July 27, 2003
Brightly Colored Food, Small Worlds and Social Clouds
Met up with Chad Thornton of brightly colored food yesterday. Chad emailed me a few days back noting that
1 - we went to the same school
2 - he read this site
3 - he once played in a band with a business partner of mine
4 - he knew two of my cousins.
and of course we shared a similar interest in interface design. and I quickly learned he used to be roommates with a good friend of mine.
But some how we'd never met.
These sorts of dense interconnections never seize to fascinate me. At the same time though, I come to expect them, they are so common. You can never predict the specifics, but they occur with regularity no matter where I am. Small world.
Except that its not, we live in a huge world. 6 billion people we are told. And as interesting as the interconnections are, I'm getting more and more interested in the lines of separation.
Things like friendster make it more and more clear that we exist in large scale social networks of hundreds of thousands of people. I call them social clouds at the moment. But beware I use the term cloud, not to represent what these networks resemble, but the emphasize the amorphousness of our knowledge of the dynamics of these networks. If they even exist, their existence is somewhat unproven, the evidence is anecdotal and peripheral at the moment.
Now some of these clouds and clusterings are pretty easy to guess at. Geography and religion are age old forces creating large scale social networks. Organizations like universities and governments generate their own large scale clusters. In the internet age, shared interests is a pretty efficient creator of such groupings as well.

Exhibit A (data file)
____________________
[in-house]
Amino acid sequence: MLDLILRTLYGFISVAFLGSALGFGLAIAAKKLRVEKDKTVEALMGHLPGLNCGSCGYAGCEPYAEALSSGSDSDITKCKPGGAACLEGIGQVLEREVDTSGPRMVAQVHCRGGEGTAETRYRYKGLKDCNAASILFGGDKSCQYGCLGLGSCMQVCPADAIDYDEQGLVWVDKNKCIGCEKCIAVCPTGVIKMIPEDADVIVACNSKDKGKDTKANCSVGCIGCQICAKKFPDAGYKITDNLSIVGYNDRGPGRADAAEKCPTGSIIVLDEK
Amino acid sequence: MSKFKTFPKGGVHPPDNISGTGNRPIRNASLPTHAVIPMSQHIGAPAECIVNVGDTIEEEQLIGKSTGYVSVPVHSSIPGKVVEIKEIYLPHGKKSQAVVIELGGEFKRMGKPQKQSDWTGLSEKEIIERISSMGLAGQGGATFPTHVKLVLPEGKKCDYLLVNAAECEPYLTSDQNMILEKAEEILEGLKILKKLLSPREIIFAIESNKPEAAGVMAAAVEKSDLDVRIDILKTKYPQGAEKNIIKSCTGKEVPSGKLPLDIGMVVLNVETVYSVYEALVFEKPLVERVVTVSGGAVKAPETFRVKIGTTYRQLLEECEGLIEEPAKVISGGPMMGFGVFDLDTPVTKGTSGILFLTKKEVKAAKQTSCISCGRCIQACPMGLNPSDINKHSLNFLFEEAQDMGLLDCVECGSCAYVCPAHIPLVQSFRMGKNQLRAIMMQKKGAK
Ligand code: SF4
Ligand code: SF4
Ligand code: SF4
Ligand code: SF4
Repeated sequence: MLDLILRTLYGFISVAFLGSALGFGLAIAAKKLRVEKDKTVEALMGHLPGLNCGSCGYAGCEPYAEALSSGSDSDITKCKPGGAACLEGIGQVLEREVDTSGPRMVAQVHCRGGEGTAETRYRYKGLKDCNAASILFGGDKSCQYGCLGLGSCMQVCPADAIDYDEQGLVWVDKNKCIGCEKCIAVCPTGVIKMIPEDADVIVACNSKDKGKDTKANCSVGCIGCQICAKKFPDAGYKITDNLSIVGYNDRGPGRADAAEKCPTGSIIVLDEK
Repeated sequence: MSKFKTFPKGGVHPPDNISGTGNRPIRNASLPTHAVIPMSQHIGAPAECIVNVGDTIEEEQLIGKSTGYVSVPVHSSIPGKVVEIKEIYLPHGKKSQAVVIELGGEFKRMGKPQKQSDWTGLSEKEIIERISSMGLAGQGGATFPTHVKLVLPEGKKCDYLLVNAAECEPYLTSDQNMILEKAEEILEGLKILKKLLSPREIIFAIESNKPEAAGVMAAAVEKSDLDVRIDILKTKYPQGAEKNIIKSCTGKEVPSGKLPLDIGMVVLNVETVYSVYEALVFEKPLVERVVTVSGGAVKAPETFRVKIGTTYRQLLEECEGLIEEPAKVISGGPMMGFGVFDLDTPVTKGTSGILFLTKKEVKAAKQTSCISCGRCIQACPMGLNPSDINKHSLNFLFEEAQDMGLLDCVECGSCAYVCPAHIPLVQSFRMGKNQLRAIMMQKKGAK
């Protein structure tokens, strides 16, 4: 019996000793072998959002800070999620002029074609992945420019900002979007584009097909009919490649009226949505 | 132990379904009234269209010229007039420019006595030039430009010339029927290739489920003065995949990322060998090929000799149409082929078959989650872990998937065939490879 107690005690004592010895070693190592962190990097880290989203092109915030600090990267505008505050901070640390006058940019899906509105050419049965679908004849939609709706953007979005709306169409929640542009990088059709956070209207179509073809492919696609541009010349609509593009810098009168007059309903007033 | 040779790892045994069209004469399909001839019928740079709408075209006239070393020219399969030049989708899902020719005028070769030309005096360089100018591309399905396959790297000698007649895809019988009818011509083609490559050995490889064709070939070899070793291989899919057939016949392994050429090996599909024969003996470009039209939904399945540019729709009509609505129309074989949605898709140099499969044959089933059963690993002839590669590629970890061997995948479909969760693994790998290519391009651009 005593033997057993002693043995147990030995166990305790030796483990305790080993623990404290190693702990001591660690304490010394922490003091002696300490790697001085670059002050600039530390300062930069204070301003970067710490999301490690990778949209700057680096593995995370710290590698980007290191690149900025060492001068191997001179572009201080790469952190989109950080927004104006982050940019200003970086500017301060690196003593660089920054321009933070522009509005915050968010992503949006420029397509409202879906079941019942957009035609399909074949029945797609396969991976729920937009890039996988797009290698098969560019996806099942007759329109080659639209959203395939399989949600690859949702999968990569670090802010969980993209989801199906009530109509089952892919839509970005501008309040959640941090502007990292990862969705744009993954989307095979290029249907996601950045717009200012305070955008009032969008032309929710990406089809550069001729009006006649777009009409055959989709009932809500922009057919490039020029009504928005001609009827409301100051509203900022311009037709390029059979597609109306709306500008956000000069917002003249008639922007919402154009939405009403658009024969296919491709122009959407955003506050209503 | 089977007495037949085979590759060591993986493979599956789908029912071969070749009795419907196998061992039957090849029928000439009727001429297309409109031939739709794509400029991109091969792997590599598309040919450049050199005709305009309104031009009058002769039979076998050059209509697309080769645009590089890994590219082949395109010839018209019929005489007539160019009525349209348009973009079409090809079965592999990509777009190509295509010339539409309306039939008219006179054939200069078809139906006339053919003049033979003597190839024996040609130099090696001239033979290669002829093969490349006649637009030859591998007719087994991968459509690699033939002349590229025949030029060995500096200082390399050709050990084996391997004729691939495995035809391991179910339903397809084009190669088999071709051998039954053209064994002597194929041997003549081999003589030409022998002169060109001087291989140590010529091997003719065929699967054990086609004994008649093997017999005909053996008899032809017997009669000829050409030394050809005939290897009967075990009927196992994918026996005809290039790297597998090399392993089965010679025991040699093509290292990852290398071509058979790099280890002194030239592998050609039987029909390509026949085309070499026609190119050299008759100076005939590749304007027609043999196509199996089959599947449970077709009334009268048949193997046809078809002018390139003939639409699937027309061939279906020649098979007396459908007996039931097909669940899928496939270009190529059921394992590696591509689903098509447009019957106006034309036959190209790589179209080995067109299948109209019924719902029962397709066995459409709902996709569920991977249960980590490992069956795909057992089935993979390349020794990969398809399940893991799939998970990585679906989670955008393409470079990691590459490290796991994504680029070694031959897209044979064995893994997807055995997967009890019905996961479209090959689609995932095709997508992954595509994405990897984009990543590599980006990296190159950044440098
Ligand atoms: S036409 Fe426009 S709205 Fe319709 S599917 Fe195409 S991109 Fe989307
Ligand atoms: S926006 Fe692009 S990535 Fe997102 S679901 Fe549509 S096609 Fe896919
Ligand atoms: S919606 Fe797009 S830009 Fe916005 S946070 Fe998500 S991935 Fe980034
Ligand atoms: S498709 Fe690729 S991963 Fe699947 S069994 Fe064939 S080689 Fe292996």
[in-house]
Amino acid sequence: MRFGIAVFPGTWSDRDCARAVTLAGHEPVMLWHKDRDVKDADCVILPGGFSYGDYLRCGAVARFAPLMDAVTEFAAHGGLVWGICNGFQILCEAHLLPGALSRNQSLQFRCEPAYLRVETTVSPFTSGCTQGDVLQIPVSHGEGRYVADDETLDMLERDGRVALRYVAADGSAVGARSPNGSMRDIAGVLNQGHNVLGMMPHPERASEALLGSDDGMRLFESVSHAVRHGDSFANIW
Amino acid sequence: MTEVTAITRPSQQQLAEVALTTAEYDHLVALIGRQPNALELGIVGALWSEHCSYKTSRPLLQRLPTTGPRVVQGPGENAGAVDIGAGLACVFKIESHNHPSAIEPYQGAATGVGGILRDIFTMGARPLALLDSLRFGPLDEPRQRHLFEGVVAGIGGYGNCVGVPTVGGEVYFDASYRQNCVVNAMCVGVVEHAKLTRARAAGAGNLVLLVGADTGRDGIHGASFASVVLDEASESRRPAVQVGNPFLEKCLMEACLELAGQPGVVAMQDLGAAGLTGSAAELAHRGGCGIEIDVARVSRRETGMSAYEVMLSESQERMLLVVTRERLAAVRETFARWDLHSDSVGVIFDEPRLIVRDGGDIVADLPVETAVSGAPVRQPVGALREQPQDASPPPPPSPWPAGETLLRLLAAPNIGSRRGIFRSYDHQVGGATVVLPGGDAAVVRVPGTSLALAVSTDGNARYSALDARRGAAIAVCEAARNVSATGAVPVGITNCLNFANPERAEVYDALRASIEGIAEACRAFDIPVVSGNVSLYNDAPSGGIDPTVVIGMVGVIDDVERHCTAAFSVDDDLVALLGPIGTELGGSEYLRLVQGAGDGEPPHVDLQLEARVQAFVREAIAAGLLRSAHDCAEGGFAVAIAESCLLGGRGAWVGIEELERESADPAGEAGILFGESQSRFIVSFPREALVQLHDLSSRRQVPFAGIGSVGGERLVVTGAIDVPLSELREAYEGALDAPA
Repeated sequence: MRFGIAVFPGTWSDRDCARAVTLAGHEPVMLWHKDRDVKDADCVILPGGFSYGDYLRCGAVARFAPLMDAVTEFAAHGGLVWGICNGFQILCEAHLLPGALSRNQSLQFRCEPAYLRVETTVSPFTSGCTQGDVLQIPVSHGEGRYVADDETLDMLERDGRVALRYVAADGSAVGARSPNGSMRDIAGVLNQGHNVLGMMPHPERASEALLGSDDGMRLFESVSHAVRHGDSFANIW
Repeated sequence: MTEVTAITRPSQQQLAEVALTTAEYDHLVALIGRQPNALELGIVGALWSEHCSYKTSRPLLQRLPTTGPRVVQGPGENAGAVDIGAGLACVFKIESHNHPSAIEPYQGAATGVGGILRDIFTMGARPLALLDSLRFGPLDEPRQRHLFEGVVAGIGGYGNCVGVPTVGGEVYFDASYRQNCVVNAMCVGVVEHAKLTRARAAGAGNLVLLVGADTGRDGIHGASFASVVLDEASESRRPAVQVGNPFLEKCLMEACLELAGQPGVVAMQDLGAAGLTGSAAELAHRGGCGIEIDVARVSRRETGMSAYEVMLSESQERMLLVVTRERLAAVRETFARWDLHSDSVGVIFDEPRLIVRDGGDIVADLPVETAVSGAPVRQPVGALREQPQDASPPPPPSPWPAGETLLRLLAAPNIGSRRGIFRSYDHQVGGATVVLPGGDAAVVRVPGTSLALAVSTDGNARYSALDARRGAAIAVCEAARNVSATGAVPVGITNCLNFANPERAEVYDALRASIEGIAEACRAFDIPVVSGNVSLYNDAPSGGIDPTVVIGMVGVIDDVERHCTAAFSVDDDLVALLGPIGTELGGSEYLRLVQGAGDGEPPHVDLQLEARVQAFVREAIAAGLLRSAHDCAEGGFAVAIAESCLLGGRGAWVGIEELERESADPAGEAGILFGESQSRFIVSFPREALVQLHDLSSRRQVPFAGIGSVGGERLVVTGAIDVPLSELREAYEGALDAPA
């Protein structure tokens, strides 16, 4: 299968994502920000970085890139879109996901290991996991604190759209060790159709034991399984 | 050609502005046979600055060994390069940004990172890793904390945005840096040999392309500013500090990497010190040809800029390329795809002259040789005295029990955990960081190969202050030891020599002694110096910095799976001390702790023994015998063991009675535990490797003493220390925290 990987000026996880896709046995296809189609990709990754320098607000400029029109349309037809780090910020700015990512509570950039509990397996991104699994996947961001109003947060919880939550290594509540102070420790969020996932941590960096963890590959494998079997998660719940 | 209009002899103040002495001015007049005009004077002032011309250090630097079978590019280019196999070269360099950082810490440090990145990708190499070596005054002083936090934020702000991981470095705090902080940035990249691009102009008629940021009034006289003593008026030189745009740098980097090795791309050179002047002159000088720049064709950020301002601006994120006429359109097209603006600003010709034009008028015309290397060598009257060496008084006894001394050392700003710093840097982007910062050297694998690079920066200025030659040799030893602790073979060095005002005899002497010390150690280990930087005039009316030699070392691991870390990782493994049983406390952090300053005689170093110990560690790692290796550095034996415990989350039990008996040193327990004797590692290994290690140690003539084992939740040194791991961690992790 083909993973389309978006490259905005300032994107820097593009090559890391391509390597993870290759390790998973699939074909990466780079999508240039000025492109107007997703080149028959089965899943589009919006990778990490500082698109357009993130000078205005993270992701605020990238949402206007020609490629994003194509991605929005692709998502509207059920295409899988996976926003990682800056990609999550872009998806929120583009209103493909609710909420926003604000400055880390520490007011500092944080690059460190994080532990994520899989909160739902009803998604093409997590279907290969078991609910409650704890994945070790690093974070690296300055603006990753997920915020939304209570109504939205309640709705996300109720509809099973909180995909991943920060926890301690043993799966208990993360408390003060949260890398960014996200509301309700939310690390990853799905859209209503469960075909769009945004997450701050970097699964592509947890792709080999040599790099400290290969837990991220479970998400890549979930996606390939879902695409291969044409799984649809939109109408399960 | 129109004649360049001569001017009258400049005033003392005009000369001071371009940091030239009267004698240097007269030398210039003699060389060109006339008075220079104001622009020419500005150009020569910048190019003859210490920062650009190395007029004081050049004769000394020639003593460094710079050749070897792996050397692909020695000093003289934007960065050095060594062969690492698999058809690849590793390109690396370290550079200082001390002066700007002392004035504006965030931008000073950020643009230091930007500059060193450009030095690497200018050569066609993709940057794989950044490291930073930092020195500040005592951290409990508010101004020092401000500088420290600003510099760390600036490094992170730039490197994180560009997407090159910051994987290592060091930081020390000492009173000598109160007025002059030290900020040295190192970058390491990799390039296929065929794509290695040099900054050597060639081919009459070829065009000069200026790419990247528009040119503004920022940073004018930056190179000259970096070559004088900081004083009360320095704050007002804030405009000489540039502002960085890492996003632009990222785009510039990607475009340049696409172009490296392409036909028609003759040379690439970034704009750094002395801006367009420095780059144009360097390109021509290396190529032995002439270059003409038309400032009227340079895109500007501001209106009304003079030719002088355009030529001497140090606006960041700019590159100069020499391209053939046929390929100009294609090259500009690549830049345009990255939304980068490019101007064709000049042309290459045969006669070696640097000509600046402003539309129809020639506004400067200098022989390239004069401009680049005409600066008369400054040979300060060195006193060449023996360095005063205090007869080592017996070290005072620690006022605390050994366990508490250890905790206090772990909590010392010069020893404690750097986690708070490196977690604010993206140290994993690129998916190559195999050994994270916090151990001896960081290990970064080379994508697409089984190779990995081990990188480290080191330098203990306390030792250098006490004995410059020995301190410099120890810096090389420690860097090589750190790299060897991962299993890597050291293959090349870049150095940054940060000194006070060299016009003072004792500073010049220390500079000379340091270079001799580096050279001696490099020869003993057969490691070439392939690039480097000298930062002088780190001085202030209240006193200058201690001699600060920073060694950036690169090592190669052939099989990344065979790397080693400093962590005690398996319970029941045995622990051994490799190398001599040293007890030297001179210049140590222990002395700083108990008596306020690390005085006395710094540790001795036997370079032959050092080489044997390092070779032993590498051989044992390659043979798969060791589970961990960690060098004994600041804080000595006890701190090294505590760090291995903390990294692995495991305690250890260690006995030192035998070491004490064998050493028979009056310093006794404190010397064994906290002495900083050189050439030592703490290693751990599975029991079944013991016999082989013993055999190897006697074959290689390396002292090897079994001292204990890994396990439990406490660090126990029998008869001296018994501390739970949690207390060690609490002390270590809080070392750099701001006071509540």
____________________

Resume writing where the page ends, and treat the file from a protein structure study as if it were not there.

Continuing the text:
I'd hypothesize that social networks also are divided by more arbitrary and random reasons. An exchange program between two schools creates a social flow. A chance meeting between two consummate networkers leads to a blending of their social clouds. A short love affair between a high school guidance counselor and college admissions officer leads to tight connection between the social networks of the two schools. The same admissions officer however hates the smell of another high school counselor's perfume, and rift grows between the two clouds.
Two people with similar backgrounds and education might live blocks apart, but drift through very different clouds. A meme might percolate through one cloud a year before the other, despite both clouds being in the same target market. Just as we find surprising connections between people I suspect we'll find the disconnects are just as surprising...Posted by Abe at July 27, 2003 01:49 PM